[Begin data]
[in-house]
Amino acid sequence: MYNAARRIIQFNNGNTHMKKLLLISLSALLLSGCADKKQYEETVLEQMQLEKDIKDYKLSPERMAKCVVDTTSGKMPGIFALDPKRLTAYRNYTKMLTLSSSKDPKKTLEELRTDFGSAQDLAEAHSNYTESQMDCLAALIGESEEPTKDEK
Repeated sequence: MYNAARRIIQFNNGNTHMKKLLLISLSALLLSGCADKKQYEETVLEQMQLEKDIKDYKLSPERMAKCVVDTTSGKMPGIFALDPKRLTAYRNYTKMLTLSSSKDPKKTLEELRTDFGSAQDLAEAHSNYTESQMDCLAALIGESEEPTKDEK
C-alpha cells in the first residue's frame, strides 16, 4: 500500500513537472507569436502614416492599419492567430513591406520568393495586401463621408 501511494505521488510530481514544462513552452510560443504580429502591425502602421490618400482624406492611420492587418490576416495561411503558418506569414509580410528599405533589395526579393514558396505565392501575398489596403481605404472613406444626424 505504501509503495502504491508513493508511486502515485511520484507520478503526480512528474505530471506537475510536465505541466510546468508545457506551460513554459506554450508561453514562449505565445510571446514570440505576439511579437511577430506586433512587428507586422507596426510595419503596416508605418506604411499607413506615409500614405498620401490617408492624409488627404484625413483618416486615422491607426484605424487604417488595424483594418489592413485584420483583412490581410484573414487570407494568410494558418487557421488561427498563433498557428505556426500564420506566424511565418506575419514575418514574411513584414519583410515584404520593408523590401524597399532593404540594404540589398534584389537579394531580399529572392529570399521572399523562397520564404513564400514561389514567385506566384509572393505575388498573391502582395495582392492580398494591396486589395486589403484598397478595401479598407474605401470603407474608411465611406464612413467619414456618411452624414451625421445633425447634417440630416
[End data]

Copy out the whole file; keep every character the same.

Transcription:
[in-house]
Amino acid sequence: MYNAARRIIQFNNGNTHMKKLLLISLSALLLSGCADKKQYEETVLEQMQLEKDIKDYKLSPERMAKCVVDTTSGKMPGIFALDPKRLTAYRNYTKMLTLSSSKDPKKTLEELRTDFGSAQDLAEAHSNYTESQMDCLAALIGESEEPTKDEK
Repeated sequence: MYNAARRIIQFNNGNTHMKKLLLISLSALLLSGCADKKQYEETVLEQMQLEKDIKDYKLSPERMAKCVVDTTSGKMPGIFALDPKRLTAYRNYTKMLTLSSSKDPKKTLEELRTDFGSAQDLAEAHSNYTESQMDCLAALIGESEEPTKDEK
C-alpha cells in the first residue's frame, strides 16, 4: 500500500513537472507569436502614416492599419492567430513591406520568393495586401463621408 501511494505521488510530481514544462513552452510560443504580429502591425502602421490618400482624406492611420492587418490576416495561411503558418506569414509580410528599405533589395526579393514558396505565392501575398489596403481605404472613406444626424 505504501509503495502504491508513493508511486502515485511520484507520478503526480512528474505530471506537475510536465505541466510546468508545457506551460513554459506554450508561453514562449505565445510571446514570440505576439511579437511577430506586433512587428507586422507596426510595419503596416508605418506604411499607413506615409500614405498620401490617408492624409488627404484625413483618416486615422491607426484605424487604417488595424483594418489592413485584420483583412490581410484573414487570407494568410494558418487557421488561427498563433498557428505556426500564420506566424511565418506575419514575418514574411513584414519583410515584404520593408523590401524597399532593404540594404540589398534584389537579394531580399529572392529570399521572399523562397520564404513564400514561389514567385506566384509572393505575388498573391502582395495582392492580398494591396486589395486589403484598397478595401479598407474605401470603407474608411465611406464612413467619414456618411452624414451625421445633425447634417440630416